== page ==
These parents had high expectations of their kids, and those anticipations were extended to the other kids of the collective. There was a ratio of no greater than five students to one parent/teacher, so there was excellent support for presentation of curriculum. I never felt there was any inherent dislike of the public school system by the members of Bell Springs, so much as there was a passion to create the best possible environment and that did not exist down in town.
The philosophy or mission statement of the collective was three pages long, but the concept that leaped out at me was in part, “To encourage the child to be imaginative, as this strengthens the mind, developing inventiveness and the ability to visualize possible circumstances and values for future life. This gives the young child a chance to try on life before it is fully upon him or her.” This statement embodies a philosophy that puts the child in a position to extract the most out of an early educational experience, and to be better prepared for the challenges of higher education.
The account I would like to present is my own. I have not talked to others about it, because everyone will have his or her own opinion about what occurred, and may have a different version of the events. I am primarily focused on how it unfolded within the fabric of my own family. The reason I feel compelled to tell the story is because it involves the circumstances behind which led to my joining the Laytonville School District in 1990 as a middle school teacher, specializing in language arts.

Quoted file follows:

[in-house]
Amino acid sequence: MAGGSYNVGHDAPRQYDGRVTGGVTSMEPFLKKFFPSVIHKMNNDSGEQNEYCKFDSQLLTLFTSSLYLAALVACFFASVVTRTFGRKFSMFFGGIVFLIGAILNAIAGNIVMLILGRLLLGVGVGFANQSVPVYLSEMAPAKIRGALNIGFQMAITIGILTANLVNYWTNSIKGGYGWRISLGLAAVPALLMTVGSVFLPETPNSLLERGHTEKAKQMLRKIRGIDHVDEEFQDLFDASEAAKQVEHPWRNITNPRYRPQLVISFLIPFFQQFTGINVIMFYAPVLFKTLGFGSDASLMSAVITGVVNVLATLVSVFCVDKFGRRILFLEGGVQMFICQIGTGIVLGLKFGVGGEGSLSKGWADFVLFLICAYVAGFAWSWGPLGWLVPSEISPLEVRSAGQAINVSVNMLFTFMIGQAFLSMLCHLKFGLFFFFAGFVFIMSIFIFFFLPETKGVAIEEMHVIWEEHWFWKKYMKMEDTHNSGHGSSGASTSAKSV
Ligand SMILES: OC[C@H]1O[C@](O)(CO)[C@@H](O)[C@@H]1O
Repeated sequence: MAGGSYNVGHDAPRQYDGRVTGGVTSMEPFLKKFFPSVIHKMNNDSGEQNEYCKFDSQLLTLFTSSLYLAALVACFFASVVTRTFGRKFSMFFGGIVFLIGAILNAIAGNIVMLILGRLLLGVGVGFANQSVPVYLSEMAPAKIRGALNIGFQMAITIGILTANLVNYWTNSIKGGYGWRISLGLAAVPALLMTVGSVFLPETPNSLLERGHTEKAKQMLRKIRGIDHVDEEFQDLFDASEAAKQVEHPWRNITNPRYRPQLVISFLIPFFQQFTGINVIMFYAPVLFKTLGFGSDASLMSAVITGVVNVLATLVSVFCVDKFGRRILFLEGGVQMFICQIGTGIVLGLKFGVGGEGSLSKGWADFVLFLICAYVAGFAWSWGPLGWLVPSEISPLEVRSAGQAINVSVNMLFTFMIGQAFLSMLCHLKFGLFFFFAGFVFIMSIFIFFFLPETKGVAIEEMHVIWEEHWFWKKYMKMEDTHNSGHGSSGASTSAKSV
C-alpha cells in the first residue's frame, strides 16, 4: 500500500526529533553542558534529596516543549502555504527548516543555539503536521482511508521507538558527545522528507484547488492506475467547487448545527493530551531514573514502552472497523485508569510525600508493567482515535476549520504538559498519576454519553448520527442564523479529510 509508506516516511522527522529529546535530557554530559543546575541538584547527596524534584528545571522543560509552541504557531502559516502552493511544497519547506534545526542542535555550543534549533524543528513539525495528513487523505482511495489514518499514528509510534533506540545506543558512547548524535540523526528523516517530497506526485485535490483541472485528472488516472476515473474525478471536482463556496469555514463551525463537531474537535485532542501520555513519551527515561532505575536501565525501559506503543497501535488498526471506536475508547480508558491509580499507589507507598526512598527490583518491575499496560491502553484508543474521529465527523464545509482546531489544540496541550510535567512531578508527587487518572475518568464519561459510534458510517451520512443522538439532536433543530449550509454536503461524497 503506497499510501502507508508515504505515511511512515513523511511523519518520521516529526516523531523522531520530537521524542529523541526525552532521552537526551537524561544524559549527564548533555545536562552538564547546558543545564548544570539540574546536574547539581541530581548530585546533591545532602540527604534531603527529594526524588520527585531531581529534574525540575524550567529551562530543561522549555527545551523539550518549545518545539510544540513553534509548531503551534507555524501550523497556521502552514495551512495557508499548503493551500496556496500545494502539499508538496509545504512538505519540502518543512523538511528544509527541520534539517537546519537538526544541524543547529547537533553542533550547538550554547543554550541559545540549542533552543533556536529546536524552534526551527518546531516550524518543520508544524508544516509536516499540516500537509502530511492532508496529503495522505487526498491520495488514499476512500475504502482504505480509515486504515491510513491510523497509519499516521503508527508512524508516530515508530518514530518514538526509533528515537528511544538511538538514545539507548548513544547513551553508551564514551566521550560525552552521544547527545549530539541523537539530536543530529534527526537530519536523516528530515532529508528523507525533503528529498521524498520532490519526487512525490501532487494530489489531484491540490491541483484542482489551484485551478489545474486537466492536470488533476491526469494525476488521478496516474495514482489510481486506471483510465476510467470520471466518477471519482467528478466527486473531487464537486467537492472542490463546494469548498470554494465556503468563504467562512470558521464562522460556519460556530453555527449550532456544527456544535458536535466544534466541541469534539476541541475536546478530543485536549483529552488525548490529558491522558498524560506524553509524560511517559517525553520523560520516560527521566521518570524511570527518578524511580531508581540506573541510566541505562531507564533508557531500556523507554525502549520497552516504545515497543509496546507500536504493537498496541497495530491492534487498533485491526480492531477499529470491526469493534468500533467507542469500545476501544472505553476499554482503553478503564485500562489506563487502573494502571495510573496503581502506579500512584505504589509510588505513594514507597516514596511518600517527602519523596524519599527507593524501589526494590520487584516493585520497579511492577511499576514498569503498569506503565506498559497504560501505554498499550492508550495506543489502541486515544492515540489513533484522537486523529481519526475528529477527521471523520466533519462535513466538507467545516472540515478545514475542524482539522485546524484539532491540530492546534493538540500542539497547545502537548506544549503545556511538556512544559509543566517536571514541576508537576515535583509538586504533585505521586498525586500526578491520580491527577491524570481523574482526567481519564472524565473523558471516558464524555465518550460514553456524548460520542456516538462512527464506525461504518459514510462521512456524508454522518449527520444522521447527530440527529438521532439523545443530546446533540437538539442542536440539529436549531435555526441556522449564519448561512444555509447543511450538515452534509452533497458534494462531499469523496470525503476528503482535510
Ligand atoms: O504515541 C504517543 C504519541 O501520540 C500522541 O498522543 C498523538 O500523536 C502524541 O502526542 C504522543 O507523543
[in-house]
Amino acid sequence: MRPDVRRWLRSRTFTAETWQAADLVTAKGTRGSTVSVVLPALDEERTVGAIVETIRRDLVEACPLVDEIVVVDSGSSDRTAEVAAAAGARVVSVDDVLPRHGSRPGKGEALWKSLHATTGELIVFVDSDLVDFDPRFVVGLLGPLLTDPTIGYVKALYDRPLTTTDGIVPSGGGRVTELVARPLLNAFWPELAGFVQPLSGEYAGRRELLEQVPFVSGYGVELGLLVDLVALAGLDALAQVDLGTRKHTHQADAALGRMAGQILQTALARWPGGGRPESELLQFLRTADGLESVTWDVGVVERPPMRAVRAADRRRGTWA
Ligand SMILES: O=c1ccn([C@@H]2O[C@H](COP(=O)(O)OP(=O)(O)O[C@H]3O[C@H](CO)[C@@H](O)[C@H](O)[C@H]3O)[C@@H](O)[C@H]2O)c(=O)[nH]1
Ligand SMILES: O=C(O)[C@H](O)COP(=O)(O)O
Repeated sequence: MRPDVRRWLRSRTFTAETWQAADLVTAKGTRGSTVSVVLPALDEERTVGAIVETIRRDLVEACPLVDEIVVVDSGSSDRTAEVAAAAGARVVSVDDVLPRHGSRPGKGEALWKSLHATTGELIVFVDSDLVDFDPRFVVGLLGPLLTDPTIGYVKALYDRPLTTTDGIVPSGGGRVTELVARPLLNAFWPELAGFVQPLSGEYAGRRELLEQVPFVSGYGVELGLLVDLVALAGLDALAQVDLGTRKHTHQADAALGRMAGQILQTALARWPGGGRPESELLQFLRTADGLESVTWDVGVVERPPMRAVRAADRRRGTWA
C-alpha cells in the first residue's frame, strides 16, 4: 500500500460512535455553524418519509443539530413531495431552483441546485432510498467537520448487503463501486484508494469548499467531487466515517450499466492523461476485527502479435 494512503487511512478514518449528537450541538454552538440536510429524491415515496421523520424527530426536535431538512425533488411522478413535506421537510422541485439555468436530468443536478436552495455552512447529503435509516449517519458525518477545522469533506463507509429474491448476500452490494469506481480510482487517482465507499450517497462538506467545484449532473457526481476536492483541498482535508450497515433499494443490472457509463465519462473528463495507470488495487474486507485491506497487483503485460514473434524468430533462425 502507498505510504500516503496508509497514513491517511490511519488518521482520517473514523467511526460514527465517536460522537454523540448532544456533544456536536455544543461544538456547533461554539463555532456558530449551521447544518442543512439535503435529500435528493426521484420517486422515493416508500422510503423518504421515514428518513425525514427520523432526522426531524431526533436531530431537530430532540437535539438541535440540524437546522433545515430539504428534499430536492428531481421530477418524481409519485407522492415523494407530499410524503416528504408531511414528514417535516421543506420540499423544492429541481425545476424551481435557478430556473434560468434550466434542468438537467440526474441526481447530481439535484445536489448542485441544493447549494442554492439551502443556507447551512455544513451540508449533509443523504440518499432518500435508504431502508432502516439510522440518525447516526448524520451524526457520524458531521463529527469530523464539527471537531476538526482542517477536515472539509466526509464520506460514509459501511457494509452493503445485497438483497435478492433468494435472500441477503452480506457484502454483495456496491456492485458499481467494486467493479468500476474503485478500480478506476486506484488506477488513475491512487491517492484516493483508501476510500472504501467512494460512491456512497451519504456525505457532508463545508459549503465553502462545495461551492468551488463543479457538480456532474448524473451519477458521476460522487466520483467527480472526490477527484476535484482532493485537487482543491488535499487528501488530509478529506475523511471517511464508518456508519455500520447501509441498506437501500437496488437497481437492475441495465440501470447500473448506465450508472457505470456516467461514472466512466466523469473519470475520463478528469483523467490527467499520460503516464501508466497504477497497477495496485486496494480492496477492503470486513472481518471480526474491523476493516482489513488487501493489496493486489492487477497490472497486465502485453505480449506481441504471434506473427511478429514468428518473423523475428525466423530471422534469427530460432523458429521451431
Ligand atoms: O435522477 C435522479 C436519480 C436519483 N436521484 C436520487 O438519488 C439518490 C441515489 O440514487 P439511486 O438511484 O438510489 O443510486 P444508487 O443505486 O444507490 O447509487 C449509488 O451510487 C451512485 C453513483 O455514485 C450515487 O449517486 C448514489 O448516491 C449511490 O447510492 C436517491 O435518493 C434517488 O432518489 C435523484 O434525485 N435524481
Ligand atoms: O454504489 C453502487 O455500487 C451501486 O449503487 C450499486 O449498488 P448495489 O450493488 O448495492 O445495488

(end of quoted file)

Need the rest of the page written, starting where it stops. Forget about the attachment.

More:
I was in the Czech Lodge one day, when Corrine Rose Chinz approached me and asked, “Are you Mark O’Neill?” It was September of 1987 and I was working independently, mostly up on the ridge, with the occasional job in Leggett or even Laytonville.
“I am,” I replied. “May I help you?” I was looking at a slender woman-emaciated, even-whose hair was an undisciplined mass of confusion atop her head. It had the appearance of having been very pretty at some point in the distant past, but had been allowed to ramble freely for too long a time to bring it back into play. I knew her as Imika and had met her the first summer Annie and I were up here, over at Ben’s house in 1982. He and Shannon had had a gathering in late October, and we had taken Casey over for his inaugural mountain party.
I had met Imika for the first time at this party, and the one thing that stood out was that she informed me that she and Misha’s father, Stan, had experience a “crop failure.” Exactly what that looked like, I had no idea. Moreover, I was not sure why she was telling me this, but I think she just considered it small talk.
Now in the Czech Lodge, she answered, “I hope you can help me. I need to have some carpentry done on my house and your name was given to me by more than one person.” The voice was as soft and wispy as those strands of hair that refused to be part of the mass above. I found myself leaning forward to hear just a bit better.
“What kind of carpentry? What did you have in mind?” I was always willing to listen to a job offer.